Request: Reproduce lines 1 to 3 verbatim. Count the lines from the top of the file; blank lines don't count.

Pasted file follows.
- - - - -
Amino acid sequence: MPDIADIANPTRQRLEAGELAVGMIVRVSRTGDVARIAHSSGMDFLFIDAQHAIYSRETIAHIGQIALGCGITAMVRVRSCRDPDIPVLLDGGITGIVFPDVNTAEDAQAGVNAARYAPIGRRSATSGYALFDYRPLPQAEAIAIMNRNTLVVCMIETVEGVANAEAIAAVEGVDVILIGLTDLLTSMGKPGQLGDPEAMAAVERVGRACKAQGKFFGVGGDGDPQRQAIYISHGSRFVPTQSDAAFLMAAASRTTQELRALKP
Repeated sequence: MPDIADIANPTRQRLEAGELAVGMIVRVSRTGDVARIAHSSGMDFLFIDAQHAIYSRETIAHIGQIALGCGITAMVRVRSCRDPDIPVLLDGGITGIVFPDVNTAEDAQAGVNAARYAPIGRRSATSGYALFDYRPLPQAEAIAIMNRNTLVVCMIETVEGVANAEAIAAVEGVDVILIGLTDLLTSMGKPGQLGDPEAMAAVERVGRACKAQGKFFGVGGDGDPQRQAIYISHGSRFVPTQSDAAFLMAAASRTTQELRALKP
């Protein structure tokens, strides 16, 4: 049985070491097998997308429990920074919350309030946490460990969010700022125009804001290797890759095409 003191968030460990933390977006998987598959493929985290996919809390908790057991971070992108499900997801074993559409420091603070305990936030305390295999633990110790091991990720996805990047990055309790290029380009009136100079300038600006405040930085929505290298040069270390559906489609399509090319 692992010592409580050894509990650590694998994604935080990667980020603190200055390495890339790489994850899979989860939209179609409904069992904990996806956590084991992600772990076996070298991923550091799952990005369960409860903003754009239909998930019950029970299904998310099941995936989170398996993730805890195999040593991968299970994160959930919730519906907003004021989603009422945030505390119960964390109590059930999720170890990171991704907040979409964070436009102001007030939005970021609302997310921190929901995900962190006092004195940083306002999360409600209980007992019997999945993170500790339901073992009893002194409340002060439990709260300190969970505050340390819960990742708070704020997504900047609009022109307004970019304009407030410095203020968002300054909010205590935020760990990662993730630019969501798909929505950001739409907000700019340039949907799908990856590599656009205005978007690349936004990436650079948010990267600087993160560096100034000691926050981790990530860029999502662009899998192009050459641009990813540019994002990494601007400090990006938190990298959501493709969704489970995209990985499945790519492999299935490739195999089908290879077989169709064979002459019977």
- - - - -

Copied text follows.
Amino acid sequence: MPDIADIANPTRQRLEAGELAVGMIVRVSRTGDVARIAHSSGMDFLFIDAQHAIYSRETIAHIGQIALGCGITAMVRVRSCRDPDIPVLLDGGITGIVFPDVNTAEDAQAGVNAARYAPIGRRSATSGYALFDYRPLPQAEAIAIMNRNTLVVCMIETVEGVANAEAIAAVEGVDVILIGLTDLLTSMGKPGQLGDPEAMAAVERVGRACKAQGKFFGVGGDGDPQRQAIYISHGSRFVPTQSDAAFLMAAASRTTQELRALKP
Repeated sequence: MPDIADIANPTRQRLEAGELAVGMIVRVSRTGDVARIAHSSGMDFLFIDAQHAIYSRETIAHIGQIALGCGITAMVRVRSCRDPDIPVLLDGGITGIVFPDVNTAEDAQAGVNAARYAPIGRRSATSGYALFDYRPLPQAEAIAIMNRNTLVVCMIETVEGVANAEAIAAVEGVDVILIGLTDLLTSMGKPGQLGDPEAMAAVERVGRACKAQGKFFGVGGDGDPQRQAIYISHGSRFVPTQSDAAFLMAAASRTTQELRALKP
């Protein structure tokens, strides 16, 4: 049985070491097998997308429990920074919350309030946490460990969010700022125009804001290797890759095409 003191968030460990933390977006998987598959493929985290996919809390908790057991971070992108499900997801074993559409420091603070305990936030305390295999633990110790091991990720996805990047990055309790290029380009009136100079300038600006405040930085929505290298040069270390559906489609399509090319 692992010592409580050894509990650590694998994604935080990667980020603190200055390495890339790489994850899979989860939209179609409904069992904990996806956590084991992600772990076996070298991923550091799952990005369960409860903003754009239909998930019950029970299904998310099941995936989170398996993730805890195999040593991968299970994160959930919730519906907003004021989603009422945030505390119960964390109590059930999720170890990171991704907040979409964070436009102001007030939005970021609302997310921190929901995900962190006092004195940083306002999360409600209980007992019997999945993170500790339901073992009893002194409340002060439990709260300190969970505050340390819960990742708070704020997504900047609009022109307004970019304009407030410095203020968002300054909010205590935020760990990662993730630019969501798909929505950001739409907000700019340039949907799908990856590599656009205005978007690349936004990436650079948010990267600087993160560096100034000691926050981790990530860029999502662009899998192009050459641009990813540019994002990494601007400090990006938190990298959501493709969704489970995209990985499945790519492999299935490739195999089908290879077989169709064979002459019977």